Only 18, she's not horsing around

Laurel meet title is big first step for jockey Napravnik

Horse Racing


Six months ago, apprentice Rosie Napravnik sat in the women's jockey room at Laurel Park, quietly answering questions about her young career.

At 17, she was shy and unsure. Today, as Laurel Park wraps up its winter meeting, an 18-year-old Napravnik will put the cap on her first professional meet title.

"Probably, I'm a lot more confident," Napravnik said, her creaseless, freckled face lighting up. "I've proven I can do well. I've topped out here. I'm confident because I've won the meet."

Sitting on a sofa, an ice bag behind her head, Napravnik was fighting strep throat. "I could take the day off," she said. "I've got the meet wrapped up. But I hate to do that because people are depending on me to ride. So, I'll keep going as long as I can."

Actually, she's blown her competition away. Going in to the last day, she has 97 wins. Her nearest rival, Erick Rodriguez, has 55.

On the national level, she is seventh in wins overall and third among apprentice riders since Jan. 1, behind Kentucky rider Julien Leparoux (174 wins) and Northern California rider Martin Garcia (129). On the national money-earnings list, she is 25th with $1,628,120.

At Laurel Park, she has had 32 multiple-win days, including three cards on which she won four times. And she has won the jockey title despite a week-long suspension in March for a riding infraction.

The week off, she said, might have actually been a blessing. Given the fact her back was bothering her, the time off was therapeutic.

"She rides a smart race," said jockey Ryan Fogelsonger, who won an Eclipse Award as an apprentice in 2002. "And everyone loves a bug [apprentice]. If you get hot, with a five-pound advantage, you go to the top of the [riding] list. That's how it worked for me and that's how it has worked for her."

Fogelsonger, who suffered from back trouble early in the meet and needed work with a chiropractor to straighten out his problem, has the third-most winners, 47, in the winter meet. Luis Garcia is fourth with 45. All four are over a million in winnings at the meet.

Scott Lake is the runaway winner in the trainers' race. Going in to today, he has 58 winners to John Rigattieri's 31.

Fogelsonger said he is looking forward to battling Napravnik at Pimlico this spring.

The Pimlico meet will begin Thursday, and Napravnik's agent, John Faltynski, said he has already lined up rides for her in every scheduled stakes race at the track, including the Preakness - if all goes well for the Katie Voss-trained Hour Peak in the Tessio Stakes and the horse qualifies for the middle leg of the Triple Crown series.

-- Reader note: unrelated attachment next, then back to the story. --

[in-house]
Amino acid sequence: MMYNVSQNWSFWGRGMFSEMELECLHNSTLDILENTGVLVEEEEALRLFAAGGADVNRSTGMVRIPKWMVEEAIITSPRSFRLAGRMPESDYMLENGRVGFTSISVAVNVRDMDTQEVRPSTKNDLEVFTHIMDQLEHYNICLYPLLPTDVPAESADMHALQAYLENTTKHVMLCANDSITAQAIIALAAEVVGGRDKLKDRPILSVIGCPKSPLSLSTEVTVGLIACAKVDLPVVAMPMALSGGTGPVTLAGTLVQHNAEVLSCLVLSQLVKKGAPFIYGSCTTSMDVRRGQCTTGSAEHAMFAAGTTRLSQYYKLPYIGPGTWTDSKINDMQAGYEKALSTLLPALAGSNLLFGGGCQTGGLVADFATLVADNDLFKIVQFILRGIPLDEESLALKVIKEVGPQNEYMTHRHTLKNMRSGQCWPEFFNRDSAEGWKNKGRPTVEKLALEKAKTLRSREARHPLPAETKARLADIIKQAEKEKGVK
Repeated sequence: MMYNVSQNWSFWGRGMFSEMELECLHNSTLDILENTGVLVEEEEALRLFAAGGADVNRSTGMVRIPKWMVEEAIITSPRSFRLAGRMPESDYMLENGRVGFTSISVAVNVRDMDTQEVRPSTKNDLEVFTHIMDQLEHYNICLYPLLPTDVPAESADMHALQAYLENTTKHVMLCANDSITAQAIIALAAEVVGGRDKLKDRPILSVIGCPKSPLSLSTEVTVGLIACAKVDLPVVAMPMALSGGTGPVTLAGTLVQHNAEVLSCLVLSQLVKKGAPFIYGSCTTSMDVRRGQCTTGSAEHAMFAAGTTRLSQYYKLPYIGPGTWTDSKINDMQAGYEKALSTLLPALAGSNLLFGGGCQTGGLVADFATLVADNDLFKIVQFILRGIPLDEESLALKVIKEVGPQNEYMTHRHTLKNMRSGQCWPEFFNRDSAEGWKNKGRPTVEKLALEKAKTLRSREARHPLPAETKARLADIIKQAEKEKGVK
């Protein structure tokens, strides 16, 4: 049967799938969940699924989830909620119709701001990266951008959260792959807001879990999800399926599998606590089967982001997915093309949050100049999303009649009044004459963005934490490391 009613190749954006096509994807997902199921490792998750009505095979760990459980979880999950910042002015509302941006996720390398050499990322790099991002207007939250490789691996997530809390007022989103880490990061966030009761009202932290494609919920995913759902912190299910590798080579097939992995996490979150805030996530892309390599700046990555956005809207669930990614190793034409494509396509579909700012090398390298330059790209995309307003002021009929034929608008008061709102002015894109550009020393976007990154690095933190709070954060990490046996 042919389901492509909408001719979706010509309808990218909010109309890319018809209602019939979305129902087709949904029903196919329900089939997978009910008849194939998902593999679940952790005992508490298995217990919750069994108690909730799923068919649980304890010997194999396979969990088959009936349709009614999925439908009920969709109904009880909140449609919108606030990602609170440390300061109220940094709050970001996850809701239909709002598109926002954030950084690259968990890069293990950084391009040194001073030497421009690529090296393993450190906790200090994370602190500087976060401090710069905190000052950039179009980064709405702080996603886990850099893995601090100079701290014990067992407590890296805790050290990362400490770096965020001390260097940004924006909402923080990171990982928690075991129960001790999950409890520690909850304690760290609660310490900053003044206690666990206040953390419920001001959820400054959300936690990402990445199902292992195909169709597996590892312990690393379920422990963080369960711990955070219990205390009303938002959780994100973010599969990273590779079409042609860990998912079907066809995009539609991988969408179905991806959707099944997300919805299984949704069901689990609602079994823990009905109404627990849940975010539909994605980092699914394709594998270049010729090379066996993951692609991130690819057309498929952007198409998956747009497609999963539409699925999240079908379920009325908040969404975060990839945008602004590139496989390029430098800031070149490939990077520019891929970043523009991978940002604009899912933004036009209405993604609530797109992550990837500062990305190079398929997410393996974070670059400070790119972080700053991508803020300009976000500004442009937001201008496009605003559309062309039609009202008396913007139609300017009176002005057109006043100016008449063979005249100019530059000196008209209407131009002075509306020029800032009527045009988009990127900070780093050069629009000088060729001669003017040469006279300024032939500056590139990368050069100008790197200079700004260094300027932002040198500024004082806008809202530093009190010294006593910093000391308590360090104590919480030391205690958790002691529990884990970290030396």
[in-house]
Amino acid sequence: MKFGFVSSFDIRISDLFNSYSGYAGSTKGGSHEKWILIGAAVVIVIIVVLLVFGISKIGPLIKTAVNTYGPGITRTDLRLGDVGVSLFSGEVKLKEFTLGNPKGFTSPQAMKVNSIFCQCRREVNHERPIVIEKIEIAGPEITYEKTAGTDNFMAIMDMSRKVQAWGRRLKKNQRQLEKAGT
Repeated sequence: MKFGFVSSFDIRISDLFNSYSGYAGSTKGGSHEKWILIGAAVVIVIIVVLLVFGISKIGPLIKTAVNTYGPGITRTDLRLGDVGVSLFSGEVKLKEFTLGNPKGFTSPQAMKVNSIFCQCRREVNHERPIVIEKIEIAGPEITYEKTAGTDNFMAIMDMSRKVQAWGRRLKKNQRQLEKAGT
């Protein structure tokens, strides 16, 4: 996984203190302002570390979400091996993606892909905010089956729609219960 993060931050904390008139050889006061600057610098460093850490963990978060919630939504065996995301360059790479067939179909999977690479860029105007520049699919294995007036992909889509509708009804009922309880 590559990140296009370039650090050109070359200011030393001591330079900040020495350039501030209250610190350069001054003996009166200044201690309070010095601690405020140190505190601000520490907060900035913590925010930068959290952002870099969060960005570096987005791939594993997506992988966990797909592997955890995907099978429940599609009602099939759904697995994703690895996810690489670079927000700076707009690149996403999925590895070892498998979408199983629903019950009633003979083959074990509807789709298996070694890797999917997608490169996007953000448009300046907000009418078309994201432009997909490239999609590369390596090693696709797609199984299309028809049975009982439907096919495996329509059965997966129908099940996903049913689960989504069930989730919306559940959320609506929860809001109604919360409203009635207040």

At Pimlico, horses will race on a Thursday-through-Sunday schedule, allowing such jockeys as Napravnik and Fogelsonger to also ride two days a week at Delaware Park. Napravnik said she is looking forward to testing her skills in a new arena.

"It will be like starting over," she said. "There is a stronger jockey colony there, but I hope to be able to keep going. I hope, one day - maybe it will be years from now, but one day - to get an opportunity to ride in New York or California. I love Maryland, but I want to test myself."

With that in mind, she has set a goal of 200 winners as an apprentice. At the moment, she has 168, having won 71 last year before breaking her left collarbone and missing five weeks.

Overall, Napravnik, who takes home 10 percent of her purse winnings, has won $2,938,825 since beginning her pro career last summer.

Fogelsonger said Delaware will be a test for Napravnik, who will carry the five-pound apprentice allowance until August.

"We've got a very good jockey colony here in Maryland," Fogelsonger said. "But in Delaware, Jeremy Rose, Stu Elliott and Ramon Dominguez will be riding. It's a very tough colony.

"Plus, the racetrack is different, the races fan out in a different way and there are new trainers she doesn't usually ride for, that she has to meet. It will be different. ... It will be harder for her to get the good horses."

But Fogelsonger added, once she starts to win there and shows she can do the job, she could find herself becoming popular all over again. And Faltynski said he already has "15 outfits ready to ride her" at Delaware.

"She works hard and shows up every day," said Faltynski. "People are willing to give her a chance. She's in a real good situation right now. And to see how she continues to improve after every race, well, it's scary to me."

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